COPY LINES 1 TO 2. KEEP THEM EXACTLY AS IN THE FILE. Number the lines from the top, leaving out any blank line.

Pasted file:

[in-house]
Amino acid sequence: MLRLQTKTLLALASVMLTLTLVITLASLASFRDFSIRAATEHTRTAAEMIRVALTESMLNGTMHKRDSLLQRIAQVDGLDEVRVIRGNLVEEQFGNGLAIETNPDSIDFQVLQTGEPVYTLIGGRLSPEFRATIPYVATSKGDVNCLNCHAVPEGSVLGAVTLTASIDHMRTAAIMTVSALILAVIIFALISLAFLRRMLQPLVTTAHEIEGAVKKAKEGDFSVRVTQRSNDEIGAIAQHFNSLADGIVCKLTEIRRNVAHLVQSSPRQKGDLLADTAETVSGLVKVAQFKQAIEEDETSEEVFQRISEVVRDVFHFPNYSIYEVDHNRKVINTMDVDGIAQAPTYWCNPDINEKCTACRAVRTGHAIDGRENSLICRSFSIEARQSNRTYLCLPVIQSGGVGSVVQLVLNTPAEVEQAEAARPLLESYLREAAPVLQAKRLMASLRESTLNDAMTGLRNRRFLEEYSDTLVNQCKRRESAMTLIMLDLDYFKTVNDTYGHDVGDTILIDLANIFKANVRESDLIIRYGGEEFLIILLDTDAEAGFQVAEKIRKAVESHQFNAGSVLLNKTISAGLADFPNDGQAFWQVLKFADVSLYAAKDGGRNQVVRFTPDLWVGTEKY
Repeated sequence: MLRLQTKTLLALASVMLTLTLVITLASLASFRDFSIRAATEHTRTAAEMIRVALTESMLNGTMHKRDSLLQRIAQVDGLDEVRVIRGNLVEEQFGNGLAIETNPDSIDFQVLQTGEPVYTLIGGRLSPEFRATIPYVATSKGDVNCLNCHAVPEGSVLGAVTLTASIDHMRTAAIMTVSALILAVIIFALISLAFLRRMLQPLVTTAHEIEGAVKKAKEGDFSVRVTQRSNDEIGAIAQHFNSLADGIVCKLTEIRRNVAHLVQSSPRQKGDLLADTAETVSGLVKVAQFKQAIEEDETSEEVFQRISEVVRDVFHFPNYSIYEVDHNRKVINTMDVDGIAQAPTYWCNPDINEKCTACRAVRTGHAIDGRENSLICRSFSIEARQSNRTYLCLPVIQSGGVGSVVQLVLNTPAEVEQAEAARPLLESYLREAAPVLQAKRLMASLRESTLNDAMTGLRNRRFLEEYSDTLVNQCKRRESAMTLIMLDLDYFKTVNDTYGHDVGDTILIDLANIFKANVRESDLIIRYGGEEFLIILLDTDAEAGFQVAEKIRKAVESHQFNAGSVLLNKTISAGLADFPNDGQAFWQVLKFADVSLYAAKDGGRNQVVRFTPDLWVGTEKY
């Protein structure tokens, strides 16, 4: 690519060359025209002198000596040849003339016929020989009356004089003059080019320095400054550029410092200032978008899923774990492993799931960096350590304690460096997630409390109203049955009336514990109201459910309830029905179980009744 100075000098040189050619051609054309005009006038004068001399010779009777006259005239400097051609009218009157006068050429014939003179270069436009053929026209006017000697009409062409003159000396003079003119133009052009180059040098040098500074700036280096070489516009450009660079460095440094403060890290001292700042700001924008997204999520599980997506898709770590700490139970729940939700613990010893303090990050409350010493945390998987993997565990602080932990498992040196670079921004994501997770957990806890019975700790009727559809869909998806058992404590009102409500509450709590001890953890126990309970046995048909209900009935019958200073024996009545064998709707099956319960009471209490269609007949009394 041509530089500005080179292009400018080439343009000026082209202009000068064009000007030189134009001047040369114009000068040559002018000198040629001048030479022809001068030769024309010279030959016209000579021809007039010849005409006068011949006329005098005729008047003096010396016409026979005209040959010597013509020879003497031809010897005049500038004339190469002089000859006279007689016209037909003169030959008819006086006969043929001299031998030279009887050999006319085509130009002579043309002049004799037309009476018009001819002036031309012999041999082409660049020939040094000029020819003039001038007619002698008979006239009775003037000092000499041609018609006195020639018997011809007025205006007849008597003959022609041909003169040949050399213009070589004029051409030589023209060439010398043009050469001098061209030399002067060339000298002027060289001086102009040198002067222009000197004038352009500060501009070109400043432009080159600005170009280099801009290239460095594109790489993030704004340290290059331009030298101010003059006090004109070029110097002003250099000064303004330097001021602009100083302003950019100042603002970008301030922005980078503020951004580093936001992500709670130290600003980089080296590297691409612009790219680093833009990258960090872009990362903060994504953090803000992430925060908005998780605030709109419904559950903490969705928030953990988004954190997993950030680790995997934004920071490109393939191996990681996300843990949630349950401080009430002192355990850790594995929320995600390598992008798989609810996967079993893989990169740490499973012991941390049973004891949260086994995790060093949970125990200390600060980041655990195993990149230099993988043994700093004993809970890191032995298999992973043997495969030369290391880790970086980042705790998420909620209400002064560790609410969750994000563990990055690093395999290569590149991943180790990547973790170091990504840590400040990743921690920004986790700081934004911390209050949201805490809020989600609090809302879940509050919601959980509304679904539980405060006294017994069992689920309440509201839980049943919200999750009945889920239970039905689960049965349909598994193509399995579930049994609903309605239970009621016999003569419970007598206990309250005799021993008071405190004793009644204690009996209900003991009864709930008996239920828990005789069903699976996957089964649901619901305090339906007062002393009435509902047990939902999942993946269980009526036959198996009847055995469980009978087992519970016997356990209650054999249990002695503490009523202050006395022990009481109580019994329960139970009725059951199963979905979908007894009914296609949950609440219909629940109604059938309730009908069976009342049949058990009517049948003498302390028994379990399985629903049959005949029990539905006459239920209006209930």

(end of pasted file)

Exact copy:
[in-house]
Amino acid sequence: MLRLQTKTLLALASVMLTLTLVITLASLASFRDFSIRAATEHTRTAAEMIRVALTESMLNGTMHKRDSLLQRIAQVDGLDEVRVIRGNLVEEQFGNGLAIETNPDSIDFQVLQTGEPVYTLIGGRLSPEFRATIPYVATSKGDVNCLNCHAVPEGSVLGAVTLTASIDHMRTAAIMTVSALILAVIIFALISLAFLRRMLQPLVTTAHEIEGAVKKAKEGDFSVRVTQRSNDEIGAIAQHFNSLADGIVCKLTEIRRNVAHLVQSSPRQKGDLLADTAETVSGLVKVAQFKQAIEEDETSEEVFQRISEVVRDVFHFPNYSIYEVDHNRKVINTMDVDGIAQAPTYWCNPDINEKCTACRAVRTGHAIDGRENSLICRSFSIEARQSNRTYLCLPVIQSGGVGSVVQLVLNTPAEVEQAEAARPLLESYLREAAPVLQAKRLMASLRESTLNDAMTGLRNRRFLEEYSDTLVNQCKRRESAMTLIMLDLDYFKTVNDTYGHDVGDTILIDLANIFKANVRESDLIIRYGGEEFLIILLDTDAEAGFQVAEKIRKAVESHQFNAGSVLLNKTISAGLADFPNDGQAFWQVLKFADVSLYAAKDGGRNQVVRFTPDLWVGTEKY